FSB armed terror, torture & lawlessness against Crimean Muslims
Search on Feb 11
Armed searches are continuing in Russian-occupied Crimea with torture methods used against at least one Crimean Tatar. More details have also emerged of the four Crimean Muslims remanded in custody, though none that could possibly explain their arrest. Vadim Siruk’s wife, who is expecting their second child, can find only one answer. She believes that her 27-year-old husband, a convert to Islam, was arrested so that the occupation authorities could claim that they are not targeting Crimean Tatars.
Vadim Siruk with his daughter
As reported, four men – Emir-Huseyn Kuku; Enver Bekirov; Muslim Aliev and Vadim Siruk – were detained on Feb 11 and remanded in custody the following day. Their lawyer Emil Kurbedinov says that the investigators presented no grounds to justify the men’s detention. All are accused of involvement in the Hizb ut-Tahrir movement which Russia, unlike Ukraine and most other countries, has decided is a ‘terrorist’ organization and banned. There is no evidence that any of the men, all of whom have young families, is a member of Hizb ut-Tahrir.
Emir-Huseyn Kuku is the son of a veteran of the Crimean Tatar national movement and a member of the Crimean Contact Group on Human Rights, monitoring the human rights situation in the Yalta region. His wife Meryem told Radio Svoboda that her husband paid attention to everything and always tried to help in highlighting rights abuses.
This is a dangerous activity in Russian-occupied Crimea and he has faced constant harassment since Russia’s annexation, though never over Hizb ut-Tahrir.
He was first detained in April 2014 and later posted photos of the marks from beating he had received. From the Spring of 2015 he was repeatedly subjected to interrogation, as was his wife. On April 20 Russian FSB officers burst into his home and after carrying out a search, took him away for questioning – and beating. Since then he has complained of bad pain around the kidneys. Charges were initiated over alleged ‘extremism’, all supposedly pertaining to material posted or simply reposted on his Facebook page. (more details here)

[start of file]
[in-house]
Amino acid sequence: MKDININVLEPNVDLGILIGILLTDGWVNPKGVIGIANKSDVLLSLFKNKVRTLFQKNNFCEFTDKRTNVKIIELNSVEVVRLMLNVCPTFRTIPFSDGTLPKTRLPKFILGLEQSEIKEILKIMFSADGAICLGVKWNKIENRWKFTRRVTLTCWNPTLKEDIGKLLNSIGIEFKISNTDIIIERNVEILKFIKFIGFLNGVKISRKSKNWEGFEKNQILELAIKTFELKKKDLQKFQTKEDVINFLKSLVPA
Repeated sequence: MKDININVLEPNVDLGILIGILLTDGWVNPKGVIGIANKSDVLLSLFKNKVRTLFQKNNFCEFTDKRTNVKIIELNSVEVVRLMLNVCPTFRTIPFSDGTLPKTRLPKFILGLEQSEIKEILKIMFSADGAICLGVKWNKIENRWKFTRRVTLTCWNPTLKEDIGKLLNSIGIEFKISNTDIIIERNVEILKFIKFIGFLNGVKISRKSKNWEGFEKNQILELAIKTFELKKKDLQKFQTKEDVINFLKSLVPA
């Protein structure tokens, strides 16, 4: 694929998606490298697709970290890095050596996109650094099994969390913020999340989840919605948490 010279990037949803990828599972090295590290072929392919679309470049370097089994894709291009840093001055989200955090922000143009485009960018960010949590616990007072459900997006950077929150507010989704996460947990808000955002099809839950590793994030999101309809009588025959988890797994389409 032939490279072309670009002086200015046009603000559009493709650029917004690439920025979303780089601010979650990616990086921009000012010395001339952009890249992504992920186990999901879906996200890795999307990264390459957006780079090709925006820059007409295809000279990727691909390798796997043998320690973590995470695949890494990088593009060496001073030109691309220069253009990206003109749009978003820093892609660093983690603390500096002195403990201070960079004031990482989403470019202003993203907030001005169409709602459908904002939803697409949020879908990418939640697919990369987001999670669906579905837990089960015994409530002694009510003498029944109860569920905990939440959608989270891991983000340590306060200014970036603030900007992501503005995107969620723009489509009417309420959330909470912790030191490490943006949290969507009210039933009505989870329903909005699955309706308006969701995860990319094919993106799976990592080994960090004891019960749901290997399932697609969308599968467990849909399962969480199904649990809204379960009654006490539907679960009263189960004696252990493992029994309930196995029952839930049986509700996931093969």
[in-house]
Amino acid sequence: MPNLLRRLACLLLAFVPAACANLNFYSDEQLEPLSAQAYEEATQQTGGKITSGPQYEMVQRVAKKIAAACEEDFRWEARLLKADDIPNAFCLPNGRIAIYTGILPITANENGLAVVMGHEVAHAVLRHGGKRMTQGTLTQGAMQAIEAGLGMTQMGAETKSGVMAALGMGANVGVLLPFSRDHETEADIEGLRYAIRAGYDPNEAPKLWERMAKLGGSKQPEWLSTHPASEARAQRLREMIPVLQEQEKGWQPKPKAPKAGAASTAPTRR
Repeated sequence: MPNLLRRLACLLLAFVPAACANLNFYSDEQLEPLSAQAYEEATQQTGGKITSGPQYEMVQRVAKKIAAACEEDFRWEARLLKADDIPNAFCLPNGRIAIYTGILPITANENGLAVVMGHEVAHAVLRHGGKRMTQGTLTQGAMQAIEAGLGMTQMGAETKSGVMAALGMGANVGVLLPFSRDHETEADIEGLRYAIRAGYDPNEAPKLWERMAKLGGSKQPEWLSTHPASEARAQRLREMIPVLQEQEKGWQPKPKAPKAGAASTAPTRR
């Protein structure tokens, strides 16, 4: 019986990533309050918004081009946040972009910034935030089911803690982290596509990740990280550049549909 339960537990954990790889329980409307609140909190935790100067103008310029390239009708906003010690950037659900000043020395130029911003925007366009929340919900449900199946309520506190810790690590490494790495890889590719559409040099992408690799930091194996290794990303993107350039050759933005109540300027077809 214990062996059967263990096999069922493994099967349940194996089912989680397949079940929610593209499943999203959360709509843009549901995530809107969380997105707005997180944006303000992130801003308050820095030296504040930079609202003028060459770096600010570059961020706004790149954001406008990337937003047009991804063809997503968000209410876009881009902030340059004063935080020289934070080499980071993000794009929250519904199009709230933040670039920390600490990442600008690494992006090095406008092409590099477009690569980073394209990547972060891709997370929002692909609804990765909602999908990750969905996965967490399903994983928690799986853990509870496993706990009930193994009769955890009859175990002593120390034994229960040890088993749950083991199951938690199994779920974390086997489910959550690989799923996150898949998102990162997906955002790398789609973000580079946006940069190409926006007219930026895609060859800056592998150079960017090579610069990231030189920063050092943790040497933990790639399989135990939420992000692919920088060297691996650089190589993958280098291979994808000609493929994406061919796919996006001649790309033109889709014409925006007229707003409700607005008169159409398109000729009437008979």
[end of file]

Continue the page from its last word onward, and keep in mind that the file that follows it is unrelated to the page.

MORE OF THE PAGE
Kuku has two children – a son who is just 9, and a 4-year-old daughter.
Muslim Aliev has four children, two of them with heart conditions. One daughter may need a very expensive operation. Aliev in fact became a practising Muslim when his daughter fell gravely ill. His wife Nadzhiye asks who else they could turn to but Allah when such a misfortunate befell them. He is the only breadwinner in the family, and has been working at several jobs to pay for the medical treatment needed.
53-year-old Enver Bekirov has three children, two of whom are still underage. His wife sees no explanation except that he is an active member of the local Muslim community.
There was at least one armed visitation, though probably more on Feb 18. Emir Kurbedinov told TV ATR that armed men had turned up at 6.30 a.m. at the home of Akim Bekirov in a suburb of Simferopol. Bekirov and his wife were away. There were two children there, aged 12 and 15, seemingly with their elder sister and her husband.
The website 15 Minutes reports an unnamed source as saying that Bekirov’s brother and elderly parents came immediately but were not allowed into the house. The search was carried out without official witnesses, and the children are totally traumatized. All technical equipment was removed, together with books and disks. The source said that the parents are now worried about returning, fearing arrest.
All of this took place without even the pretence of legality and no protocol or other documents were left.
Damir Minadirov recounts his experience two days earlier. Masked men in full military gear began hammering on his door at around 7 a.m. on Feb 16. They produced, when asked, a court order which spoke of possible involvement in a terrorist organization banned in Russia. Minadirov knows his rights, and points out how they were all breached. The official ‘witnesses’ came together with the FSB and Minadirov was not allowed to be present while the search upstairs took place.
He said that he wanted to add comments to the search protocol, listening all the infringements, but they refused to let him, saying he could make a separate statement. They took away a phone, address book, diary as well as various books on Muslim subject matter, none illegal.
He was then taken for interrogation with the questions mainly about religion, as well as about the four men who are in custody – where he had met them, what they’d talked about, etc.
Most worryingly, he was forcibly brought back after refusing to answer questions in accordance with Article 51 of the Constitution which gives him the right to refuse to give testimony. They pulled a bag over his head to restrict oxygen and handcuffs on, and openly threatened him.
They did not receive the information they wanted, and finally – when it was already dark – released him.
Russia has never provided any evidence to back its ban on Hizb ut-Tahrir as ‘terrorist’. Indeed, for that reason, the Memorial Human Rights Centre considers all those imprisoned for involvement in the movement political prisoners.
In this case, there is nothing at all to suggest that the men are members of the movement. In Russian-occupied Crimea, being Muslim is seen as close enough.